If your company or customers are environmentally and socially conscientious, it doesn’t take a lot of homework to determine if the lumber or the seafood you buy comes from a producer that is committed to high environmental and social standards.
You can just look for certification labels, like those from the Forest Stewardship Council (FSC) and the Marine Stewardship Council (MSC). The same cannot be said for most minerals and metals produced by mining.
Elon Musk’s recent public appeal for “environmentally friendly nickel” for his company, Tesla, Inc., underscores the need for third-party validation schemes to confirm that companies that claim to be committed to strong environmental, social and governance (ESG) standards are actually meeting them.
At a summit last week on responsible mining, sponsored by the B.C. government, representatives from Microsoft Corp. and Bayerische Motoren Werke AG (BMW) spoke of the need for such verification programs and buy-in from the mining industry.
Having a clean bill of health is especially important for BMW customers who buy electric cars, said Niels Angel, head of supply chain sustainability for BMW – a founding member of the Aluminum Stewardship Initiative (ASI).
“Electric cars are supposed to be clean and green … so it’s very important that they’re not linked with issues regarding human rights, the environment, and ESG issues in general,” Angel said.
“One of the key things we need is an assurance and certification system that we can trust and help simplify for the right reasons,” added Ephi dela Cruz, director for responsible sourcing at Microsoft.
Certification schemes for mining do exist, but have not had much uptake yet from mining companies. The Initiative for Responsible Mining Assurance (IRMA), for example, appears to have only one member in B.C. that has even applied for certification – Deer Horn Capital’s gold-silver-tellurium project south of Smithers.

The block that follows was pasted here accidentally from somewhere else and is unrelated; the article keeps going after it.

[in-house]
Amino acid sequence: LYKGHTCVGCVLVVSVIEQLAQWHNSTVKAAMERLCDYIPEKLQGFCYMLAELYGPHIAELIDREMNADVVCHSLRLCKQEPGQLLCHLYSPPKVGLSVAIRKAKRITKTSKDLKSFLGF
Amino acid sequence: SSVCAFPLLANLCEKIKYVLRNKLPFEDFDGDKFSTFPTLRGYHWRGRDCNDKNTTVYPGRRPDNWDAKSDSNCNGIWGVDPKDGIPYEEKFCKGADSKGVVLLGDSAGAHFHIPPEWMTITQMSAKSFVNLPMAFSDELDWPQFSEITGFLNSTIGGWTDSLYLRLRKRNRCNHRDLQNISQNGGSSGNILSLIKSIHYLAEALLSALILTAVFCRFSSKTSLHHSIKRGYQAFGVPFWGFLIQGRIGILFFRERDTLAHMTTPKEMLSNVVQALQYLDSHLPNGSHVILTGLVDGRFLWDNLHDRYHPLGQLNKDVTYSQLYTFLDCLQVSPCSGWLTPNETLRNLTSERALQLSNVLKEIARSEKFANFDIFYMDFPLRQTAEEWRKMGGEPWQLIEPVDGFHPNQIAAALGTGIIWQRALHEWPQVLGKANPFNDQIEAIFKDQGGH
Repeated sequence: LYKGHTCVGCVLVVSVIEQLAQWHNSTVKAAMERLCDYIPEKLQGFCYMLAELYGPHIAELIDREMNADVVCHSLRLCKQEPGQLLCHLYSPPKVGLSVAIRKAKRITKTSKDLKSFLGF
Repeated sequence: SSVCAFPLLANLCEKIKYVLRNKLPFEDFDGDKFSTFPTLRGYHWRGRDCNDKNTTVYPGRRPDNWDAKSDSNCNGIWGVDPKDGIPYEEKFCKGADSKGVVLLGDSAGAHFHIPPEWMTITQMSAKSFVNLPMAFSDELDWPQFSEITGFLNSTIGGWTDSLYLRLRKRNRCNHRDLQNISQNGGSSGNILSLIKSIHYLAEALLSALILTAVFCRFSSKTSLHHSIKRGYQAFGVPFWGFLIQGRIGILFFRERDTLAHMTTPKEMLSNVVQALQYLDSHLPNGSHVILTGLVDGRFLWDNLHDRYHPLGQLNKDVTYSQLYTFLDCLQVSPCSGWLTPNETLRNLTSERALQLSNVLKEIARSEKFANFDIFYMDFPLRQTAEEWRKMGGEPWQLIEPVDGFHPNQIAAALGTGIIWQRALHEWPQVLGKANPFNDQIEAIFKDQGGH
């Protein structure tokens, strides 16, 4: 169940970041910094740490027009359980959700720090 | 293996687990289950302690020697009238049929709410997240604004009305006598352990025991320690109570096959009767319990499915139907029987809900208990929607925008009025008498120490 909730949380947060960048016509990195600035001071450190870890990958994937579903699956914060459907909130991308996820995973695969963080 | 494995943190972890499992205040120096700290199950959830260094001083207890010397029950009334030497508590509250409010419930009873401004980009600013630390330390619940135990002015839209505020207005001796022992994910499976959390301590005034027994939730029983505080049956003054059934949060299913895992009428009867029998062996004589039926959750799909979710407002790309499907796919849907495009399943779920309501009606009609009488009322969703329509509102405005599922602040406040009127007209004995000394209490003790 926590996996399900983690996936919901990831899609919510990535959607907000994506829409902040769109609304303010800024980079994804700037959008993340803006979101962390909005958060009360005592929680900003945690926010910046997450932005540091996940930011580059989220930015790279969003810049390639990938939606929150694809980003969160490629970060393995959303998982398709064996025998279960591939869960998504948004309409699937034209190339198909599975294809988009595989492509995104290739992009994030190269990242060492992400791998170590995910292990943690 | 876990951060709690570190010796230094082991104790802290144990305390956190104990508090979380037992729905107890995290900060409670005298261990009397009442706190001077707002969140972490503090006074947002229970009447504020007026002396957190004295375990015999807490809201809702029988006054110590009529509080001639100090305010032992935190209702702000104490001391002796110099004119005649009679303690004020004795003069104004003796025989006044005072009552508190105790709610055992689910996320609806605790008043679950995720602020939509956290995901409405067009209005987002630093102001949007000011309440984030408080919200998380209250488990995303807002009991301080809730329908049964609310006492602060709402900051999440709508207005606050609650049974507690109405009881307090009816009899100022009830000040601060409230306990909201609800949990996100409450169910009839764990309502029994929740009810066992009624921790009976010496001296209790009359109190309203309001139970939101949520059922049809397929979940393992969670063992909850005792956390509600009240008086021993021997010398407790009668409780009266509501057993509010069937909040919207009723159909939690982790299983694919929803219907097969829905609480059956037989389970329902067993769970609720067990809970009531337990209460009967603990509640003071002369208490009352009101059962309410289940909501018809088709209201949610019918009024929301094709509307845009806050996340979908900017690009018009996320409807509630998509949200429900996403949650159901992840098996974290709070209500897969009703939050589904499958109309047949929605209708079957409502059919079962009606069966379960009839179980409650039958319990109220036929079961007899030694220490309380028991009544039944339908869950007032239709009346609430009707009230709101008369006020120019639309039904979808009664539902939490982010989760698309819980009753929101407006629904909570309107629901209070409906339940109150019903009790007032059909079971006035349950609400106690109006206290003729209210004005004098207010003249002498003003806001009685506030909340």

Certification programs like IRMA use third-party audits to confirm that companies are meeting sustainability and ESG performance standards. But whether or not a company thinks certification is worthwhile may depend on who their customers are.
Currently, China is the biggest consumer of industrial materials and metals, such as copper and steel. It’s questionable whether major Chinese buyers necessarily care that the copper or metallurgical coal they buy has a good housekeeping seal of approval, as long as the price is right and the supply secure.
But for companies that know they may be trying to sell their products to customers like Tesla or BMW, third-party certification could become increasingly important.
Because tellurium is one of the metals in Deer Horn Capital’s deposit near Smithers, and because it has a wide range of high-tech applications, Deer Horn decided to apply for IRMA certification. The company has committed to getting consent of First Nations in the area, which it feels will go a long way to eventually earning IRMA certification.
“It is the end-user that’s driving it,” said Deer Horn Capital chairman Tony Fogarassy, citing high-tech companies like Microsoft and Apple as examples. “They need to … prove that it was sustainably sourced.”